She quickly became his partner and editor for his first book, The Mysterious Science of the Law, published in the same year. With Ruth as his collaborator, Boorstin wrote more than 20 books, including two major trilogies, one on the American experience and the other on world intellectual history. The Americans: The Democratic Experience, the final book in the first trilogy, received the 1974 Pulitzer Prize in history. Boorstin's second trilogy, The Discoverers, The Creators, and The Seekers, examines humanity's scientific, artistic, and philosophic histories, respectively.
In his “Author’s Note” for The Daniel J. Boorstin Reader (Modern Library, 1995), he wrote, “Essential to my life and worked as a writer was my marriage in 1941 to Ruth Frankel, who has ever since been my companion and editor for all my books.” Her obituary in The Washington Post (December 6, 2013) quotes Boorstin as saying, “Without her, I think my works would have been twice as long and half as readable.” Within the discipline of social theory, Boorstin's 1961 book The Image: A Guide to Pseudo-events in America is an early description of aspects of American life that were later termed hyperreality and postmodernity.
In The Image, Boorstin describes shifts in American culture – mainly due to advertising – where the reproduction or simulation of an event becomes more important or "real" than the event itself. He goes on to coin the term pseudo-event, which describes events or activities that serve little to no purpose other than to be reproduced through advertisements or other forms of publicity. This book also describes the type of false stories that came to be called "fake news" in the 2010s.
The idea of pseudo-events anticipates later work by Jean Baudrillard and Guy Debord. The work is an often-used text in American sociology courses, and Boorstin's concerns about the social effects of technology remain influential. Boorstin has been credited with saying, "Ideas need no passports from their place of origin, nor visas for the countries they enter ... We, the librarians of the world, are servants of an indivisible world ... Books and ideas make a boundless world."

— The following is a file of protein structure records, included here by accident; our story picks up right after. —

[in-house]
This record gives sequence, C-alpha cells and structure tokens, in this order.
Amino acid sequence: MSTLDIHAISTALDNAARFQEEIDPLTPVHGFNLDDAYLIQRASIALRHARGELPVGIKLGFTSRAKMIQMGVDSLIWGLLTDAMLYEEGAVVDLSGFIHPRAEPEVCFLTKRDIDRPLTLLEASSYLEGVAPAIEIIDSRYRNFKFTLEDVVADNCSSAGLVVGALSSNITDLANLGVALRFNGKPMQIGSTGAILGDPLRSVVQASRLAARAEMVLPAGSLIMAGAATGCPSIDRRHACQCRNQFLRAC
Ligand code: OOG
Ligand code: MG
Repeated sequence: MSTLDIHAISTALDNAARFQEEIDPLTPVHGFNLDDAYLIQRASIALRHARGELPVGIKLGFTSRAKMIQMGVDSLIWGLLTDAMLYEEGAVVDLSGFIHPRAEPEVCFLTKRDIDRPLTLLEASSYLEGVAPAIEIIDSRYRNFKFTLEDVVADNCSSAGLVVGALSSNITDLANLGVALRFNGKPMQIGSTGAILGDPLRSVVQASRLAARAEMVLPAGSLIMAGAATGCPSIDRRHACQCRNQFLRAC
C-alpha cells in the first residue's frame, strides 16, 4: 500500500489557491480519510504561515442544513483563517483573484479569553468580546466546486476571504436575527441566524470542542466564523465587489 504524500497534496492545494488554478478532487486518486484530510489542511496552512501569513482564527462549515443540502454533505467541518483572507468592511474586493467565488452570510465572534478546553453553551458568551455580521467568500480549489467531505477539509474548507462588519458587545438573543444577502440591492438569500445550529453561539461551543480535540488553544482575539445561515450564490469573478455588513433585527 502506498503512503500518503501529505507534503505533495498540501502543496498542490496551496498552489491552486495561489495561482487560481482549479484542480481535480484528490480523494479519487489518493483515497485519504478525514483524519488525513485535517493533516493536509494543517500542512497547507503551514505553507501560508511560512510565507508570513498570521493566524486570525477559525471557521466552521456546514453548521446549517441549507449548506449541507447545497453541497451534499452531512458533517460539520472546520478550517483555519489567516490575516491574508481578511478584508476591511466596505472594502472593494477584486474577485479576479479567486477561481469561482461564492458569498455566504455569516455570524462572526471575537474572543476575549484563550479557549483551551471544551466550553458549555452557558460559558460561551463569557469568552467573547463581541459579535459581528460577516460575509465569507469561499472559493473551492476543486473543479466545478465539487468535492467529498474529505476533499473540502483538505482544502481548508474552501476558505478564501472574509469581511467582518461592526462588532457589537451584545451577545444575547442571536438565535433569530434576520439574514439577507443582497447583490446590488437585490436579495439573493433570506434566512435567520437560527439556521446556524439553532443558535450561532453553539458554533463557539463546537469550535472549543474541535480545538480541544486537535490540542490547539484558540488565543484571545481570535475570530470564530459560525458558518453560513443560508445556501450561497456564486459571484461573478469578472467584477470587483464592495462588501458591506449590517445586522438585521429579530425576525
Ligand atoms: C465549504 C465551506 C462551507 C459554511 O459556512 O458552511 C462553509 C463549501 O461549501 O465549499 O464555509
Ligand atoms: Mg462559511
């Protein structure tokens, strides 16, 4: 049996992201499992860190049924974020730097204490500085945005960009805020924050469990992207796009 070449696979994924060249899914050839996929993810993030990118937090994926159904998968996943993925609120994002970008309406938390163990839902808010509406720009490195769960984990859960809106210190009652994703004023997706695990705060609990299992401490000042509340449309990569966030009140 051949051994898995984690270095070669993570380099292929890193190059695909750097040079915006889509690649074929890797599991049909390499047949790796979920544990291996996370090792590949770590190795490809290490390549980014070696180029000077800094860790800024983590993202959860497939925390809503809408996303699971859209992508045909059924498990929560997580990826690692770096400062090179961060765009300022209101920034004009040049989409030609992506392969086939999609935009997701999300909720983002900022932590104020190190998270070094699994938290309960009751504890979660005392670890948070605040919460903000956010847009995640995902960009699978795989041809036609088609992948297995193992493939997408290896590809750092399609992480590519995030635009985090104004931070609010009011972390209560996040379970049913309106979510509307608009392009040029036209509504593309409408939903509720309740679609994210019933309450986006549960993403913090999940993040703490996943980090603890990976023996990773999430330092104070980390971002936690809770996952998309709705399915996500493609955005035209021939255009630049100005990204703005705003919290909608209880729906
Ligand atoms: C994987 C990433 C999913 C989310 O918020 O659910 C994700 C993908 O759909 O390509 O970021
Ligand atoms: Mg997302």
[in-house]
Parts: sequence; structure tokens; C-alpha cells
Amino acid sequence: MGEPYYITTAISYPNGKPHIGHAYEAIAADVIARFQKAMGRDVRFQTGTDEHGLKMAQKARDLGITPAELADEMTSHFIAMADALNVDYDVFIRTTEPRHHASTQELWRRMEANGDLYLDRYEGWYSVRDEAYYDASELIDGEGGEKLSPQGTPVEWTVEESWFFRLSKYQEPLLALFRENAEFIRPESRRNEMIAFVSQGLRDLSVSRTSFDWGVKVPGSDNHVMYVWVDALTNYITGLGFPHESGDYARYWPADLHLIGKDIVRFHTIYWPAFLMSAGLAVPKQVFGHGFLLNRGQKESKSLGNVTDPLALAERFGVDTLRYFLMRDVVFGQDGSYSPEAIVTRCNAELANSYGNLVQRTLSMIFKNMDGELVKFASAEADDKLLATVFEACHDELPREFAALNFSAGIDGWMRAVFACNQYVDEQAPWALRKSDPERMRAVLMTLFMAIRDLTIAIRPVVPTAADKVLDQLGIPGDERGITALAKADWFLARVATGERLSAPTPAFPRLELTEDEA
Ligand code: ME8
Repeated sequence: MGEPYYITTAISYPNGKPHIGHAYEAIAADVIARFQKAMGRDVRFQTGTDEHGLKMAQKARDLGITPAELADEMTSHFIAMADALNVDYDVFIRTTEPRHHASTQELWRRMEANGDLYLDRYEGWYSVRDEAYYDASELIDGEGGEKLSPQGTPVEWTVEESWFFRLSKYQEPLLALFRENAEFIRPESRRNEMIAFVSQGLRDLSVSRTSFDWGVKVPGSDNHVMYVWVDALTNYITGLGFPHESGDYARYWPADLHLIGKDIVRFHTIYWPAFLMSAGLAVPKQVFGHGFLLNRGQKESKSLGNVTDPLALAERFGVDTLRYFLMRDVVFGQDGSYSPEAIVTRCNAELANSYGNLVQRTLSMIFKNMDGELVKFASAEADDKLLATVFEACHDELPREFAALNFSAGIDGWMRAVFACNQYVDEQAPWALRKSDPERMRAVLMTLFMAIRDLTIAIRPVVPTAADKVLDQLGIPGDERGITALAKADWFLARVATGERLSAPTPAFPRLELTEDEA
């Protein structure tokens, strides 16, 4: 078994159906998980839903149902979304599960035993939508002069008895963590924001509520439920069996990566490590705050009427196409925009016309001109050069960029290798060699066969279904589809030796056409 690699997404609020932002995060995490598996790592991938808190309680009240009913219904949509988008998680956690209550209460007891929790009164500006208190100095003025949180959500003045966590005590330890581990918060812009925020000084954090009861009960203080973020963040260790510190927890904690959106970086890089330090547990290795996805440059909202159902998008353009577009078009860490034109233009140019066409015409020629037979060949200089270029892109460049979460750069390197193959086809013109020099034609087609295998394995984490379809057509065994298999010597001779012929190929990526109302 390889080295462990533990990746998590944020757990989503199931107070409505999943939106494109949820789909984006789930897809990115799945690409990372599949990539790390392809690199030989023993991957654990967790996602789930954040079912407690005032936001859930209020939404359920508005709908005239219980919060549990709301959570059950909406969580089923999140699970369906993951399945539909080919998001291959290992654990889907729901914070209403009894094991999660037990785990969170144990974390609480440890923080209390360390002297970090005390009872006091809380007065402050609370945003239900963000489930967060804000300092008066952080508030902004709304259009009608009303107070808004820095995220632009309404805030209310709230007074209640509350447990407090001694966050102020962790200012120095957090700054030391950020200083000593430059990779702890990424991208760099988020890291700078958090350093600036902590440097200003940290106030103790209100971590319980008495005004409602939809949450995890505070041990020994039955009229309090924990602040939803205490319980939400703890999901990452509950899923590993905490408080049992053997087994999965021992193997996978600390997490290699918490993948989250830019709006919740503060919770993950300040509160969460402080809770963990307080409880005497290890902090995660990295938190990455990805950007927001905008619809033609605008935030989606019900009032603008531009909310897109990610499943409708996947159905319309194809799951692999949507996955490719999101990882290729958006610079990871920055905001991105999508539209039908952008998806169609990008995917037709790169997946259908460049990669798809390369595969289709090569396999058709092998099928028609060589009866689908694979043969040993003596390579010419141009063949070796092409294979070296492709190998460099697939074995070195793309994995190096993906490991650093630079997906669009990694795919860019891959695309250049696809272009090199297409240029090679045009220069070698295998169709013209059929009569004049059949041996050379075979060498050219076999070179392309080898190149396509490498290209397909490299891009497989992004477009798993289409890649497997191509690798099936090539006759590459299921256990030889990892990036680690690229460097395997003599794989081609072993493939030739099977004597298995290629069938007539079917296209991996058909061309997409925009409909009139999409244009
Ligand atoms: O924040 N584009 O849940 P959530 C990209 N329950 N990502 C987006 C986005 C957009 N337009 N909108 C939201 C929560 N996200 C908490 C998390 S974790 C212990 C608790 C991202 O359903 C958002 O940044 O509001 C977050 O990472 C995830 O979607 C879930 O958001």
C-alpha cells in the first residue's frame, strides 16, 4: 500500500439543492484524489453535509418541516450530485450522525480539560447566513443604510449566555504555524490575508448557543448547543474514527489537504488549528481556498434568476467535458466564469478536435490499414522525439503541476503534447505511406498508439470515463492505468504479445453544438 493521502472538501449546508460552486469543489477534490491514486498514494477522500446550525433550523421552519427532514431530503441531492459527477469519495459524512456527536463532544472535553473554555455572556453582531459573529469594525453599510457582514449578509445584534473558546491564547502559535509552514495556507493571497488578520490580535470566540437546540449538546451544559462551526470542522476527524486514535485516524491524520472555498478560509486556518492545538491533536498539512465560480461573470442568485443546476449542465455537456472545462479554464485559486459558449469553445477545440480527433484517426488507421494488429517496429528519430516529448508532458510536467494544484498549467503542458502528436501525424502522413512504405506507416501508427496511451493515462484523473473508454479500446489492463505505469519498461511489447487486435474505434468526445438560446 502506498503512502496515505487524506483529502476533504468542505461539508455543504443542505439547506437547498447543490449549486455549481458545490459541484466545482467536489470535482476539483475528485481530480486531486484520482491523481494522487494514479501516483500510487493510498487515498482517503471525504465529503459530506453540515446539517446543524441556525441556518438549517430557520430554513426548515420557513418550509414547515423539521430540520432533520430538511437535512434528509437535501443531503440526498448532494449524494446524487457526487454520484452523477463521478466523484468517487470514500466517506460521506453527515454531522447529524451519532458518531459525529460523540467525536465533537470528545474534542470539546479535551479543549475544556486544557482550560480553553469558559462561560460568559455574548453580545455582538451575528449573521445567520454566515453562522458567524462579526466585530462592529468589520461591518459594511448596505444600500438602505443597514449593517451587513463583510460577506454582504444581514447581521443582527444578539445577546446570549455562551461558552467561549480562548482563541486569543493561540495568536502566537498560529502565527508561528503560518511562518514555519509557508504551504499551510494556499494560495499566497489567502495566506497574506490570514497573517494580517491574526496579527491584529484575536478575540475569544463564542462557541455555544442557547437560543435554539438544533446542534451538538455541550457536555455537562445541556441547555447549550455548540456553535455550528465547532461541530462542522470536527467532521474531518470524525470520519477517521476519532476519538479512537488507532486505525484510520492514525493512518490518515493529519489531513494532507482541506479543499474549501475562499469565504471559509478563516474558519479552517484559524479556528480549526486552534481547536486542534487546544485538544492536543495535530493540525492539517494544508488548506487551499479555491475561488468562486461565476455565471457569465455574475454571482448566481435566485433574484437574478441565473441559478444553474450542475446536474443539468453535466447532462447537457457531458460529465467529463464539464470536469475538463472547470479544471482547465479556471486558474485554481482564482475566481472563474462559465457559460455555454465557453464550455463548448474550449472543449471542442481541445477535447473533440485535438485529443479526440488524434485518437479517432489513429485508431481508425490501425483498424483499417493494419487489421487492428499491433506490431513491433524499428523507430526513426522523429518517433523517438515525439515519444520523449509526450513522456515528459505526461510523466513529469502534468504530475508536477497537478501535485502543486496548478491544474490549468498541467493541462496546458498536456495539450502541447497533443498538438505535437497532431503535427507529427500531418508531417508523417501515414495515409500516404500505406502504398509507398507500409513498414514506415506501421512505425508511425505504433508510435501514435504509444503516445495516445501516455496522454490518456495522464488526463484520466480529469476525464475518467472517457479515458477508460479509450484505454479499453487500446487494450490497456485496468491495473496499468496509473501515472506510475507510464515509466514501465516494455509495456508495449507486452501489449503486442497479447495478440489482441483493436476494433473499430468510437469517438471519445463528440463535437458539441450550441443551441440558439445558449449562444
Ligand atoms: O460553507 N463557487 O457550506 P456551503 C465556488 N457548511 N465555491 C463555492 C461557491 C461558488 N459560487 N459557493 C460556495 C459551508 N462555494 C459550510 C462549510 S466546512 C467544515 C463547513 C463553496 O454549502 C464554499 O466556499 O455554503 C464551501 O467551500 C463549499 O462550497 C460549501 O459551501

When President Ford nominated Boorstin to be Librarian of Congress in 1975, the Authors Guild supported the nomination but was opposed by liberals, who objected to his perceived conservatism and his opposition to the social revolution of the late 1960s and early 1970s. The American Library Association attacked him because Boorstin "was not a library administrator." The Senate confirmed the nomination without debate.
Boorstin retired in 1987, saying that he wanted to do full-time writing. He died of pneumonia in Washington, D.C., on February 28, 2004. He was survived by Ruth, his three sons, Paul, Jonathan, and David, six grandchildren, and three great-grandchildren. David Levy, a history professor at the University of Oklahoma, said humorously in one of his lectures after Boorstin's death: "One can only imagine what he might have achieved if he had only listened to his father’s advice about where to go to college."